Medieval Kingdoms in Europe
... – English and French kings strengthened their
monarchies by expanding territories AND
controlling nobles….(Magna Carta)
• BUT German emperors dropped the ball with nobles
1 The Barbarian Invasions Remember, in 375 A.D., the Roman
... Remember, in 375 A.D., the Roman Empire was divided into eastern and western parts. The
eastern part flourished with an environment that was closer to what Romans considered
civilization: Cities had sewer systems, aqueducts, public forums, and coliseums. The western
part was largely made up of terri ...
Chapter 13 Study Guide
... You will have to show a CLEAR understanding of the terms. There will also be a matching section based
on these terms.
22. The Rise of Germany
... however, Germany adopted the feudal system along with the other remnants of the
Carolingian Empire. Instead of counts the Germans had dukes, so the land was divided
up into duchies rather than into counties under the loose control of the first German king,
Conrad I (r. 911-919). A nation seemed in t ...
Migration Period www.AssignmentPoint.com The Migration Period
... and South European perspective referred to as the Barbarian Invasions, was a period of many
migrations with or without accompanying invasions or war in Europe, with war bands or
tribes of 10-20,000 people, but in the course of 100 years not more than 750,000 in total,
compared to an average 39.9 mil ...
... driven in part by alliances with other nomads, travelled into the Balkans where they assaulted the
Eastern Roman Empire, even raiding the Greek islands.
The West Slavs, the ancestors of the Poles, as well as the Czechs, Slovaks, and Sorbs,
moved into present-day Poland, Czech Republic, Slovakia, Aus ...
Pomerania during the Early Middle Ages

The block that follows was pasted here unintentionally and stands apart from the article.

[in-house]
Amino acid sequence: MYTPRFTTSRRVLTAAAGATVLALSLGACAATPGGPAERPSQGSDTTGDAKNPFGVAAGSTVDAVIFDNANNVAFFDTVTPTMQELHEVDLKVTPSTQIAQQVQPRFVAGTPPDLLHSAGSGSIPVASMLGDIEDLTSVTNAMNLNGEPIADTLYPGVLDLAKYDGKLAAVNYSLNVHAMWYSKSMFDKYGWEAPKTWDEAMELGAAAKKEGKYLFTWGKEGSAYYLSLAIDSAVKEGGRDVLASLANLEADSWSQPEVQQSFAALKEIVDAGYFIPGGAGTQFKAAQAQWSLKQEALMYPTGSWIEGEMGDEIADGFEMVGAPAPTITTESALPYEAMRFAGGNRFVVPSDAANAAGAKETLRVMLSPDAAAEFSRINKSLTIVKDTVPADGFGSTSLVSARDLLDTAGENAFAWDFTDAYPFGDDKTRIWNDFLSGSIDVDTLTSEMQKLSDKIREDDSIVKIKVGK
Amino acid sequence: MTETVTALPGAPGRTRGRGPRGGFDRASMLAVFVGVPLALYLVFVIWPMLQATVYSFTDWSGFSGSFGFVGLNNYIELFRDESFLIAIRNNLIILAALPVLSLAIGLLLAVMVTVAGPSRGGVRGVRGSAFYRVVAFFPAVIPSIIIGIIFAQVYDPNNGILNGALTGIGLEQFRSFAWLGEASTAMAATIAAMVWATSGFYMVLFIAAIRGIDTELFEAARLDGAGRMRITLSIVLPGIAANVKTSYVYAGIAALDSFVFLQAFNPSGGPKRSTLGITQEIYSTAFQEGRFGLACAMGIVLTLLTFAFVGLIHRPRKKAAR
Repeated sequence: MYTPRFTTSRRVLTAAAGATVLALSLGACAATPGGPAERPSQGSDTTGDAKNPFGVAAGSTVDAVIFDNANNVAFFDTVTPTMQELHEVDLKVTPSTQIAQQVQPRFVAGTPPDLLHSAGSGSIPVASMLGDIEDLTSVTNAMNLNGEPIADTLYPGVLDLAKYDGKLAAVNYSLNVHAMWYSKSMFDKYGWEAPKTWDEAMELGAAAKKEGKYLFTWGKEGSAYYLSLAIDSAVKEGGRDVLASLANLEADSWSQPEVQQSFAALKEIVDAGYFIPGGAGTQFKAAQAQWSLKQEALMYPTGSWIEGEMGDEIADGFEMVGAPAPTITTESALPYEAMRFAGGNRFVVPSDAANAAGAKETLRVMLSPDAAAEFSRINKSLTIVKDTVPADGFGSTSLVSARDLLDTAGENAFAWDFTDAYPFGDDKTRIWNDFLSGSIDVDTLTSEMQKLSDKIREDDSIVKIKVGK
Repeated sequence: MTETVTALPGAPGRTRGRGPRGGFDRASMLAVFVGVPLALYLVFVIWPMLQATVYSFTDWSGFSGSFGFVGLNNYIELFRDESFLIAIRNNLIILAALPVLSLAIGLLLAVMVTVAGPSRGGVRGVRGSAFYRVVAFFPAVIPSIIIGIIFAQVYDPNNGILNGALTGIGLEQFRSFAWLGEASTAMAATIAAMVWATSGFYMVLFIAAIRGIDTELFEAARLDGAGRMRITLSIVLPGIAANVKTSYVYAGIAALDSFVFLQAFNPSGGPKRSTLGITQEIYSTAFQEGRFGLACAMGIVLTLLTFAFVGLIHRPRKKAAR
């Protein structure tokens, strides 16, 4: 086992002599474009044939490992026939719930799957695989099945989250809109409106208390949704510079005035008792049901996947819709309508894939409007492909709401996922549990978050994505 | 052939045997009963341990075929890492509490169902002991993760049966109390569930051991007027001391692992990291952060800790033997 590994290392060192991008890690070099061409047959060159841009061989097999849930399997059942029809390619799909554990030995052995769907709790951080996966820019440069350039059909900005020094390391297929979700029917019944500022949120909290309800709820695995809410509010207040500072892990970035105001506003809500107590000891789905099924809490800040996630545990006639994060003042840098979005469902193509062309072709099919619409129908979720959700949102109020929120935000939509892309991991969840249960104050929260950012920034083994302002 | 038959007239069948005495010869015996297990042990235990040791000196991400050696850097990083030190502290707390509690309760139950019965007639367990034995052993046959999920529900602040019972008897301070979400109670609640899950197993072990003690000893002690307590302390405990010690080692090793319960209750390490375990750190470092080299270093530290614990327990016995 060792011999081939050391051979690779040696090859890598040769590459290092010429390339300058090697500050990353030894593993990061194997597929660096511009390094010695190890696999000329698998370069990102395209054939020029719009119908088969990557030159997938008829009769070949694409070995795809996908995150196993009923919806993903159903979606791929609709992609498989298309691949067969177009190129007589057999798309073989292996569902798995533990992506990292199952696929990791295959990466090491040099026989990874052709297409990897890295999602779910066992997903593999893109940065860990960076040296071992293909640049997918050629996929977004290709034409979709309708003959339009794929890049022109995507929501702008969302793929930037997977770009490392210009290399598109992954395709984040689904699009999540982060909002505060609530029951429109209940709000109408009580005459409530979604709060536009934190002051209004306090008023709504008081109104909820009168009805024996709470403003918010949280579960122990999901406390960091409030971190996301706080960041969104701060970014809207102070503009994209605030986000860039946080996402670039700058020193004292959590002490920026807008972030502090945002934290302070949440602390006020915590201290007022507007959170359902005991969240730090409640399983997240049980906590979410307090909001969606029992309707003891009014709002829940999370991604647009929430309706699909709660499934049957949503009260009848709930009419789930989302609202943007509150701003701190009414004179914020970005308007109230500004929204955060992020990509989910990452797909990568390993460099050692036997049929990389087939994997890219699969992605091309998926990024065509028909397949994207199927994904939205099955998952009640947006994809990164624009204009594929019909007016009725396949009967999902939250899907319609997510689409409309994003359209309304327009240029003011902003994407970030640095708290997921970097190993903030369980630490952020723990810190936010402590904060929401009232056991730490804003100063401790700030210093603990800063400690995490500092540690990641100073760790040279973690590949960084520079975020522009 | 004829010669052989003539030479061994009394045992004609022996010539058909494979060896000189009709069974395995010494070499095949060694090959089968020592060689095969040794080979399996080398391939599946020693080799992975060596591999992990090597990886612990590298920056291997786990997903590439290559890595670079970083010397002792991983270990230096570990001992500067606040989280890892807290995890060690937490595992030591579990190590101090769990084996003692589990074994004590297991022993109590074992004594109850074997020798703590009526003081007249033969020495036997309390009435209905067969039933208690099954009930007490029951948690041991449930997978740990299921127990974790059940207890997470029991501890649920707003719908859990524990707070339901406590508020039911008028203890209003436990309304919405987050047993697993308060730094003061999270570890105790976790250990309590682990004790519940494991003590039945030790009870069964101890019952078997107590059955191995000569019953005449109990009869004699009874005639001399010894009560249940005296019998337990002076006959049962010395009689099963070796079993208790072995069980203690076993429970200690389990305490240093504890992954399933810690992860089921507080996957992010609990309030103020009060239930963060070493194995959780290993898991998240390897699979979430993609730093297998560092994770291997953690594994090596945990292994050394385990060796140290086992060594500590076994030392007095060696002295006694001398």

The southward movement of Germanic tribes during the migration period had left territory later called Pomerania largely depopulated by the 7th century. Between 650 and 850 AD, West Slavic tribes settled in Pomerania. The tribes between the Oder and the Vistula were collectively known as Pomeranians, and those west of the Oder as Veleti and later Lutici. A distinct Slavic tribe, the Rani, was based on the island of Rügen and the adjacted mainland. In the 8th and 9th centuries, Slavic-Scandinavian emporia were set up along the coastline as powerful centers of craft and trade.In 936, the Holy Roman Empire set up the Billung and Northern marches in Western Pomerania, divided by the Peene river. The Liutician federation regain independence in an uprising of 983 but succumbed to internal conflicts and disintegrated in the course of the 11th century. In late 960s, Polish Piasts acquired parts of eastern Pomerania, where the short-lived Diocese of Kołobrzeg (Kolberg) was installed in 1000 AD. The Pomeranians regained independence during the Pomeranian uprising of 1005.During the first half of the 11th century, the Liuticians participated in the Holy Roman Empire's wars against Piast Poland. The alliance broke off when Poland was defeated, and the Liutician federation broke apart in 1057 during a civil war. The Liutician capital was destroyed by the Germans in 1068/69, making way for the subsequent eastward expansion of their western neighbor, the Obodrite state. In 1093, the Luticians, Pomeranians and Rani had to pay tribute to Obodrite prince Henry.